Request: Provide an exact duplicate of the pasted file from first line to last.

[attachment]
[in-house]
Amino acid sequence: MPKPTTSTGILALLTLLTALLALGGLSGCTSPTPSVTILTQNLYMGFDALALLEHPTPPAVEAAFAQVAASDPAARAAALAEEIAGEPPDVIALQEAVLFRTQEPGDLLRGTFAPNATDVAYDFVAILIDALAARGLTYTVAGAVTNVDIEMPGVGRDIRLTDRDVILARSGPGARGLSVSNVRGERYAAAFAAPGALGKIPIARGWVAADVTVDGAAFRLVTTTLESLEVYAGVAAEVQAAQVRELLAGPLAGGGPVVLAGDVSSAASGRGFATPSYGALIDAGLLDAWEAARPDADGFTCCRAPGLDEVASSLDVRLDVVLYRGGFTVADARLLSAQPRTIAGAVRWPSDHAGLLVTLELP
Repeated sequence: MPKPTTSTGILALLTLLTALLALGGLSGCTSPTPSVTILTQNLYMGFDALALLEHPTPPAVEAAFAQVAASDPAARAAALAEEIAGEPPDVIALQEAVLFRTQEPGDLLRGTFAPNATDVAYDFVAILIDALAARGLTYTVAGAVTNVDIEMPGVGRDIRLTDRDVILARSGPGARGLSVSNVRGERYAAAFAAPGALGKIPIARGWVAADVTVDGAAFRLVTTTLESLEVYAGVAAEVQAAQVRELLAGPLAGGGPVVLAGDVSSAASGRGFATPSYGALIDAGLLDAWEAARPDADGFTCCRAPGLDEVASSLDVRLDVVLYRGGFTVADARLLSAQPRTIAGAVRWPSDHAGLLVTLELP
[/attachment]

[in-house]
Amino acid sequence: MPKPTTSTGILALLTLLTALLALGGLSGCTSPTPSVTILTQNLYMGFDALALLEHPTPPAVEAAFAQVAASDPAARAAALAEEIAGEPPDVIALQEAVLFRTQEPGDLLRGTFAPNATDVAYDFVAILIDALAARGLTYTVAGAVTNVDIEMPGVGRDIRLTDRDVILARSGPGARGLSVSNVRGERYAAAFAAPGALGKIPIARGWVAADVTVDGAAFRLVTTTLESLEVYAGVAAEVQAAQVRELLAGPLAGGGPVVLAGDVSSAASGRGFATPSYGALIDAGLLDAWEAARPDADGFTCCRAPGLDEVASSLDVRLDVVLYRGGFTVADARLLSAQPRTIAGAVRWPSDHAGLLVTLELP
Repeated sequence: MPKPTTSTGILALLTLLTALLALGGLSGCTSPTPSVTILTQNLYMGFDALALLEHPTPPAVEAAFAQVAASDPAARAAALAEEIAGEPPDVIALQEAVLFRTQEPGDLLRGTFAPNATDVAYDFVAILIDALAARGLTYTVAGAVTNVDIEMPGVGRDIRLTDRDVILARSGPGARGLSVSNVRGERYAAAFAAPGALGKIPIARGWVAADVTVDGAAFRLVTTTLESLEVYAGVAAEVQAAQVRELLAGPLAGGGPVVLAGDVSSAASGRGFATPSYGALIDAGLLDAWEAARPDADGFTCCRAPGLDEVASSLDVRLDVVLYRGGFTVADARLLSAQPRTIAGAVRWPSDHAGLLVTLELP